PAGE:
To do that ‘offsetting’ to the past, we place the `barsBack`

argument between the square brackets (`[ ]`

) of the history referencing operator. This way the `ema(close, length)`

function doesn’t return the EMA value of the current bar, but this moving average value from the `barsBack`

number of bars ago.

And so inside our custom function we subtract the EMA from `barsBack`

ago from the current bar’s EMA. This way we end up with an EMA momentum that’s positive when the moving averages rises, and is negative when the current bar value of the EMA is less than the EMA of `barsBack`

ago.

Then we plot the moving average’s momentum and the neutral line on the chart:

```
plot(series=momEMA(20, 10), color=blue, style=histogram, linewidth=3)
plot(series=momEMA(40, 10), color=red, style=histogram, linewidth=3)
hline(price=0, color=gray, linestyle=solid)
```

The `plot()`

function plots the values of its `series`

argument on the chart (TradingView, n.d.). Here we set that argument to our single-line function with 20 and 10 passed in as arguments (`momEMA(20, 10)`

). This plots the 20-period EMA with a 10-bar momentum length. With the other arguments we set the plot’s colour to the `blue`

basic TradingView colour, and give this histogram (`style=histogram`

) a size of 3 (`linewidth=3`

).

The second `plot()`

statement is nearly the same, except that here we plot the 10-bar momentum of a 40-period EMA (`momEMA(40, 10)`

) in the `red`

standard colour on the chart.

We end with the `hline()`

function to plot a horizontal line at the level specified by its `price`

argument (TradingView, n.d.). We set that argument to 0, and that neutral line displays as a solid (`linestyle=solid`

), grey (`color=gray`

) line.

When we add this example to the chart, it looks like:

## Creating a multi-line function in TradingView Pine

With the function declaration operator (`=>`

) we can also create multi-line functions that allow for coding more complex ideas. The default pattern of a multi-line function is (*Pine Script Language Tutorial*, n.d.):

```
FunctionName(comma-separated list of arguments) =>
statement
statement
... etc
expression, variable, or variable declaration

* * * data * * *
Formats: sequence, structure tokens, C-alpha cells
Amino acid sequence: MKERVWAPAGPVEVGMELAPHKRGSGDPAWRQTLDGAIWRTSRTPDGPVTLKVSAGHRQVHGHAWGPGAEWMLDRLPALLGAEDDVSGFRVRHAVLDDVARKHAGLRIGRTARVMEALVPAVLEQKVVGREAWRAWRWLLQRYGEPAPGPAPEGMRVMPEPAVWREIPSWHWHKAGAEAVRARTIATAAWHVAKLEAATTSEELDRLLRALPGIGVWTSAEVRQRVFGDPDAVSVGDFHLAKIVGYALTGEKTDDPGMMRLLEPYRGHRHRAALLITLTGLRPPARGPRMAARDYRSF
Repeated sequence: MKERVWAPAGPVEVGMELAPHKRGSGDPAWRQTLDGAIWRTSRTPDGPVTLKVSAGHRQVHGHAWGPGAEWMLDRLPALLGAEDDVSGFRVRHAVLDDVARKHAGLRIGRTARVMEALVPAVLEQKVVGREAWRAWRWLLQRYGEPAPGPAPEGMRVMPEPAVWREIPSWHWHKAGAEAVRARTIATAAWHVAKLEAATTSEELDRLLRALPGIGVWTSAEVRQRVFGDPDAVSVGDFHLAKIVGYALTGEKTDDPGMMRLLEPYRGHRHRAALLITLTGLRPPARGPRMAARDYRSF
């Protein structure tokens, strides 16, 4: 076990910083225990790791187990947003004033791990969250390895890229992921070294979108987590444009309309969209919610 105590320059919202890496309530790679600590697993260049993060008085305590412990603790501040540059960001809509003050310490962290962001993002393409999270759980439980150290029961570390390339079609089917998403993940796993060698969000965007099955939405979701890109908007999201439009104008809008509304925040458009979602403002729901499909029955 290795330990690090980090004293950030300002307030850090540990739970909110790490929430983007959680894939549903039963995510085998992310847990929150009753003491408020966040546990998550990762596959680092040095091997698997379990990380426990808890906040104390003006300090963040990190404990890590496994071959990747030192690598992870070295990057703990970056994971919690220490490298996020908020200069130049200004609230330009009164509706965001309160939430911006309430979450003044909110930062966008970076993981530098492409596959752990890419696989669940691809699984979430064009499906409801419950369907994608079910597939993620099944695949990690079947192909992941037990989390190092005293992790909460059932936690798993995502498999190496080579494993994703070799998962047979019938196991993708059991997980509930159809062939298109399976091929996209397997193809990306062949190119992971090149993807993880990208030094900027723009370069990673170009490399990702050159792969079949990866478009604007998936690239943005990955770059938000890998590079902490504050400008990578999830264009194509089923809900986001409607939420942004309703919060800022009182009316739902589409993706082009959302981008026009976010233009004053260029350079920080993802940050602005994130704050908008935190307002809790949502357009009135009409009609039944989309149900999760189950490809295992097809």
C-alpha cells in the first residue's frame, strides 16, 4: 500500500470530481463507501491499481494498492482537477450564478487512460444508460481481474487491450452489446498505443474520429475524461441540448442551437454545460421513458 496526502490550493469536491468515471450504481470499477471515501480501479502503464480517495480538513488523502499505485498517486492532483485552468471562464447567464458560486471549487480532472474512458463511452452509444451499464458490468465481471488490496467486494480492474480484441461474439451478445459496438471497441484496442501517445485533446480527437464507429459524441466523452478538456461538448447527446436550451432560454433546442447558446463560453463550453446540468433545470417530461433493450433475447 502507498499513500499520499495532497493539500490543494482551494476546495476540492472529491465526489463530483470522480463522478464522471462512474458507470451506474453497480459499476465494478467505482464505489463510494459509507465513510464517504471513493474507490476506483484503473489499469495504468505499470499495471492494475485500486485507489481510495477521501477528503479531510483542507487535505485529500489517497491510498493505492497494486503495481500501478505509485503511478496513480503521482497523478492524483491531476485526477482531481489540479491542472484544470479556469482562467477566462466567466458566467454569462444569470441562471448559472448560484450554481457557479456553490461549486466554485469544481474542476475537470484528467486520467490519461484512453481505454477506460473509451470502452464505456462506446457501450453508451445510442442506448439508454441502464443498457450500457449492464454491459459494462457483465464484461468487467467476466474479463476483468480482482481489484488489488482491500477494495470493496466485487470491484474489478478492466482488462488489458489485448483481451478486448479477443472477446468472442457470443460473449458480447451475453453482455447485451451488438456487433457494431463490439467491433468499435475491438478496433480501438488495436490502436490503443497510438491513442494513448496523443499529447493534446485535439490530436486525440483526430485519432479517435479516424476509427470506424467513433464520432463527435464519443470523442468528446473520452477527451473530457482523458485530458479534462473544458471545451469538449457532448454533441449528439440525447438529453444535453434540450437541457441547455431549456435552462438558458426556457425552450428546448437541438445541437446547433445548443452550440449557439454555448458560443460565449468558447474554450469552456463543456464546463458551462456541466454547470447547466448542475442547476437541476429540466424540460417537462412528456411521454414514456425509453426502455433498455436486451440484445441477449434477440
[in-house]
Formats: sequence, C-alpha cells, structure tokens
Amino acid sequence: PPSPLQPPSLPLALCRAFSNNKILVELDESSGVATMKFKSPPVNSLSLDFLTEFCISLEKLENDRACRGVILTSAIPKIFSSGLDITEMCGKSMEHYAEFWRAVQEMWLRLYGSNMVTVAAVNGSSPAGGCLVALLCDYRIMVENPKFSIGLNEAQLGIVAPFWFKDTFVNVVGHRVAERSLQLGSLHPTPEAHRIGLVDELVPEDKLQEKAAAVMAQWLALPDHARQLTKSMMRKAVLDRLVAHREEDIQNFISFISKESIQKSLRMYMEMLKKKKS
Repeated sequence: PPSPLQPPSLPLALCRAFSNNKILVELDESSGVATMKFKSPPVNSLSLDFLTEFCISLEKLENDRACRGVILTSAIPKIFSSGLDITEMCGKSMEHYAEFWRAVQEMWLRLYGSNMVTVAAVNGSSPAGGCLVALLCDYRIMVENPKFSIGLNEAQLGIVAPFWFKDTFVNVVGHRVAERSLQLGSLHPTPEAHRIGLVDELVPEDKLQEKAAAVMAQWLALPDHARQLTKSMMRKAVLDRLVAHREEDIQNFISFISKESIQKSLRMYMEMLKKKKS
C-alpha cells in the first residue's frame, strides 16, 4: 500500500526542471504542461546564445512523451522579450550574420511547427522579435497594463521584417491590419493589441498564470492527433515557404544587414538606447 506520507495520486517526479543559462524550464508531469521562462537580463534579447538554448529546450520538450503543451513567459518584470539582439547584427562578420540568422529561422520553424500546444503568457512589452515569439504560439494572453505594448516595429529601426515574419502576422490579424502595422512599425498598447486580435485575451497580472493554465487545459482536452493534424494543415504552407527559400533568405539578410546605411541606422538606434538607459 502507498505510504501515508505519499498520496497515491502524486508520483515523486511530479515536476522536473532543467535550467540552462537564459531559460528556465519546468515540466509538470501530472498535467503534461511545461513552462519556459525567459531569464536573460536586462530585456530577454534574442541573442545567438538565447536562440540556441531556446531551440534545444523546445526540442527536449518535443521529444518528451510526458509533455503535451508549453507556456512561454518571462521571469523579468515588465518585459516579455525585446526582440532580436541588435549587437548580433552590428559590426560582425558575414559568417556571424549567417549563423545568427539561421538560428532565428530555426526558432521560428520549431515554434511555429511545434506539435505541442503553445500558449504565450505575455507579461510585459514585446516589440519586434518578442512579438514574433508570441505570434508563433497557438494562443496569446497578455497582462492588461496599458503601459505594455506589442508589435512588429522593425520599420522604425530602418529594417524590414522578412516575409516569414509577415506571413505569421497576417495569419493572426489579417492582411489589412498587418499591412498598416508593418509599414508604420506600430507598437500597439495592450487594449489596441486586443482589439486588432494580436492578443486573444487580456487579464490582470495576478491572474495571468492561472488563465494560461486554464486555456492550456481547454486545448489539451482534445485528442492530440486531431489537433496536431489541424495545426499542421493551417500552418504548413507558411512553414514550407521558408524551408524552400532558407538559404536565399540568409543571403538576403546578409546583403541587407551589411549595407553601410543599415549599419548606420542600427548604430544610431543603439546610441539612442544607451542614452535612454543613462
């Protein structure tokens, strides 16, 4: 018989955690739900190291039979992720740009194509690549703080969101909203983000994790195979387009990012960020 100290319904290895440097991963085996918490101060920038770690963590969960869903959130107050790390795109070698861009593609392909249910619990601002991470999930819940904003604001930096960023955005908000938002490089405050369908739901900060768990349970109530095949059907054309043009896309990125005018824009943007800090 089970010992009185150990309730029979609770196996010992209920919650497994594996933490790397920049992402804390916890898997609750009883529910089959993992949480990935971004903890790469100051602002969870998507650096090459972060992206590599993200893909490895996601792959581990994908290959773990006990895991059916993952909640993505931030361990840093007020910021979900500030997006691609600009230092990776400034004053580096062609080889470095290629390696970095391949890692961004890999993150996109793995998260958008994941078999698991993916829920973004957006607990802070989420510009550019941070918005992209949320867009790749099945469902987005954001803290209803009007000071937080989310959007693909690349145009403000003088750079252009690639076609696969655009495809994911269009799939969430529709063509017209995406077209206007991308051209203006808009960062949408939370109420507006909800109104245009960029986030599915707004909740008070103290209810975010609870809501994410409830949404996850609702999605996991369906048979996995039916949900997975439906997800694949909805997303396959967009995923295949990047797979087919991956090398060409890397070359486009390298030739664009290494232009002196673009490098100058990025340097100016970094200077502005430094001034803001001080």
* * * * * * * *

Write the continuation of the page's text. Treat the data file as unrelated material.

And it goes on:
```

We create a multi-line function just like we create a single-line function. So we specify the function’s name without spaces, and place two parentheses (`(`

and `)`

) behind the function name. Inside those parentheses we can optionally list the arguments that our function should use.

The difference with a single-line function is that, in a multi-line function, each line that’s placed after `=>`

needs to be indented with either 4 spaces or 1 tab (*Pine Script Language Tutorial*, n.d.). Due to that indentation TradingView knows which lines below to the function and which ones don’t.

The value that’s returned by a multi-line function is the function’s last line (*Pine Script Language Tutorial*, n.d.). That line can either be an expression (like `x + 10`

), a variable (`x`

), or a variable declaration (`x = 10`

).

## A multi-line function that checks if prices cross above an EMA

An example script that creates and uses a multi-line function is:

```
study(title="Function declaration operator - 2", overlay=true)
CrossAbove(price, length) =>
emaValue = ema(price, length)
above = (price > emaValue and price[1] < emaValue[1])
above
plotshape(series=CrossAbove(close, 10),
style=shape.flag, location=location.abovebar, color=red)
plotshape(series=CrossAbove(high, 30),
style=shape.flag, location=location.belowbar, color=blue)
plot(series=ema(close, 10), color=red)
plot(series=ema(high, 30), color=blue)
```

Here we first specify the indicator name with help of the `study()`

function. We also set this function’s `overlay`

argument to `true`

to overlay the indicator on the chart’s instrument.

Then we create a multi-line function with the function declaration operator (`=>`

):

```
CrossAbove(price, length) =>
emaValue = ema(price, length)
above = (price > emaValue and price[1] < emaValue[1])
above
```

We name this function `CrossAbove()`

and give it two arguments: `price`

and `length`

. The first holds price data (like a bar’s high, low, or close) while the `length`

argument sets the EMA length.

In the function we create the `emaValue`

variable. That variable is set with the assignment operator (`=`

) to the value returned by `ema()`

function, which uses the `price`

and `length`

values here. This way we calculate an EMA based on the arguments provided to the `CrossAbove()`